On Tuesday, over 80 Northwestern students packed into the Tannenbaum Chabad House to hear Israeli diplomat Danny Ayalon discuss ongoing crises in the Middle East.
Ayalon served as Israeli Ambassador to the United States from 2002 to 2006, as Deputy Foreign Minister and as a member of the Knesset, the Israeli Parliament, from 2009 to 2013. Wildcats for Israel and Chabad co-sponsored the talk.
“Last Wednesday, we heard he was going to be in the area,” said Joel Rabinowitz, Weinberg senior and Chabad president. “He wanted to talk to Northwestern students, and we were glad to have him speak.”
Ayalon’s talk covered topics such as the Syrian conflict, simmering Sunni-Shi’a tensions and the threat of a nuclear Iran.
In his speech, Ayalon affirmed the strong ties between Israel and the United States. “Israel is the most trusted ally of the United States in the Middle East,” he said.
Nevertheless, Ayalon said, there is a significant difference in viewpoints between Americans and Israelis.
“The vantage point in Jerusalem is much different than Washington D.C. or Chicago,” Ayalon said. “We are on the frontlines, keeping terrorism away from Europe and the U.S. As much as we want to seek peace, we have to understand that there is a difference in values between Israel and other countries. You cannot reason with Al Qaeda or Hezbollah.”
Weinberg sophomore Jonathan Kamel, president of Wildcats for Israel, was impressed with Ayalon’s thoughtful approach. “I thought he did a very good job outlining the problems in the Middle East and their causes. It was nice to have a broad and engaging dialogue.”
Ayalon began by affirming the close relationship between the U.S. and Israel, but also stressed Israel’s ability to survive independently.
“We work together for stability in the region. It is a relationship forged on compatibility and shared values in democracy, and the rule of law,” he said.
According to Ayalon, the Israeli-Palestinian conflict has served as a distraction from larger issues in the Middle East.
“The problems in the Middle East run deeper than the Palestinian-Israeli conflict,” Ayalon said. “It wasn’t because of the Israeli-Palestinian conflict that the Iran-Iraq war occurred, or that Egypt fought Yemen, or that Saddam Hussein invaded Kuwait.”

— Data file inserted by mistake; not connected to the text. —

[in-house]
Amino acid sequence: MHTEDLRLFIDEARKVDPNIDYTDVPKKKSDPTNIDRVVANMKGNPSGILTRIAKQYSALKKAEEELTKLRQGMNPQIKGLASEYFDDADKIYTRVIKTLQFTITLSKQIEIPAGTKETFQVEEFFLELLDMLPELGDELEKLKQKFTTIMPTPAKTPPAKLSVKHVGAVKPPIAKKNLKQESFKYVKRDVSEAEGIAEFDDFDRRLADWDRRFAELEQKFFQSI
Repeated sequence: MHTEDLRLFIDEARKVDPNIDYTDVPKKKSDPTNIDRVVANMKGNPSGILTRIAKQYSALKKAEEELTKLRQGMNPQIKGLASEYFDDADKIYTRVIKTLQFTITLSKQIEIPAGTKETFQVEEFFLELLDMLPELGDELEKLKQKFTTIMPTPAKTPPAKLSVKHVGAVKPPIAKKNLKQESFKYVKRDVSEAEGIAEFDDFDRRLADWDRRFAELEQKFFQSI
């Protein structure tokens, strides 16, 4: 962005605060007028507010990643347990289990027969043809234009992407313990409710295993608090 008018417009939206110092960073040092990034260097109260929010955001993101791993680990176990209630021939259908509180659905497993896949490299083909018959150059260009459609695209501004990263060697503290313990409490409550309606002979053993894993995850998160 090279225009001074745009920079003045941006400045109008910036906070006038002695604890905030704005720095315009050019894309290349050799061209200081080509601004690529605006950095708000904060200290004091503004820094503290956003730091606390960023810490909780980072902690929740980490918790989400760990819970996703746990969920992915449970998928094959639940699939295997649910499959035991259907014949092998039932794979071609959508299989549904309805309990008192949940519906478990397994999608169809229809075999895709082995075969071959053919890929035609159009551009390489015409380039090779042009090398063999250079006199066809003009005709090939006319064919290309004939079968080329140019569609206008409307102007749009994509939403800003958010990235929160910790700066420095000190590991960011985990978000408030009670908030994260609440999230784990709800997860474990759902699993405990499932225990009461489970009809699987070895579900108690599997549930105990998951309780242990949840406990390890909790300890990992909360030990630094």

That main conflict, in Ayalon’s view, is the Shiite-Sunni divide, which has led to civil unrest in Iraq and serves as an undercurrent to many revolutionary movements.
“Now, the problems are more visible and understandable than they used to be. When Saddam Hussein was in power, everything was swept under the rug,” Ayalon said. “Now, social unrest has brought these issues out in authentic revolutions in Tunisia, Syria, and Lebanon.”
The Syrian conflict, which has already cost the lives of over 100,000 people, is a particularly divisive case.
“In Syria, there is no easy answer. The international community should not intervene,” Ayalon said. “If anyone could make a difference, it’s the Arab League. They should send troops, but they haven’t.”
Since the Aug. 21 gassing of over 1,000 Syrian civilians, the issue of a nuclear Iran has taken a back seat in the news to the Syrian conflict. However, the Iranian nuclear program is an issue with even more far-reaching regional implications.
“Iran is a problem, but it is a problem for the international community,” Ayalon said. “If Iran has a nuclear weapon, then everyone – Turkey, Saudi Arabia, Egypt – would seek nuclear weapons. Since Iran sponsors terrorism worldwide, nuclear impunity would be disastrous for them to have.”
Many have seen the election of Hassan Rouhani as president of Iran’s Islamic Republic as a move toward moderation and reconciliation with the west, particularly after Rouhani’s Sept. 24 speech to the United Nations. Some politicians have advocated loosening the UN sanctions on Iran as an incentive for negotiation.
Ayalon, however, is still convinced of the importance of those sanctions on Iran’s political leadership.
“I believe Rouhani’s recent charm offensive is because of social and political unrest, so we should not stop [the sanctions],” he said. “We have to make sure that Israel is secure for regional peace.”
Iran’s economy is currently in a severe recession. However, Ayalon noted that the economic pressures felt by Iranians are not limited to one country, as other countries like Egypt are also feeling the effects of economic downturn. “In Egypt, there is widespread corruption, and only a few university students can get jobs.”
Ayalon noted that many of the conflicts in the region reflect underlying frictions between Sunni and Shi’a communities.
“When dictatorial regimes fail, it is Sunni against Shiite. The map that exists today is artificial.”
Part of the problem is that France and Great Britain divided the Middle East into a system of mandates, or spheres of influence, without any regard to tribal or religious affiliations.
“Syria, Iraq and Lebanon are artificial creations with many different groups,” Ayalon said. “The only natural country is Egypt. All the rest are different tribes.”
According to Ayalon, ethnic and religious tensions within the “Northern system” of Syria, Iraq and Lebanon could cause them to split into different states, while the monarchical regimes of the “Gulf system” in the Arabian peninsula could allow states like Saudi Arabia to remain intact.
“Nobody has a crystal ball, but if we look in 10 years, we might have 20 to 30 different countries,” Ayalon said. “The genie has been unleashed from the bottle.”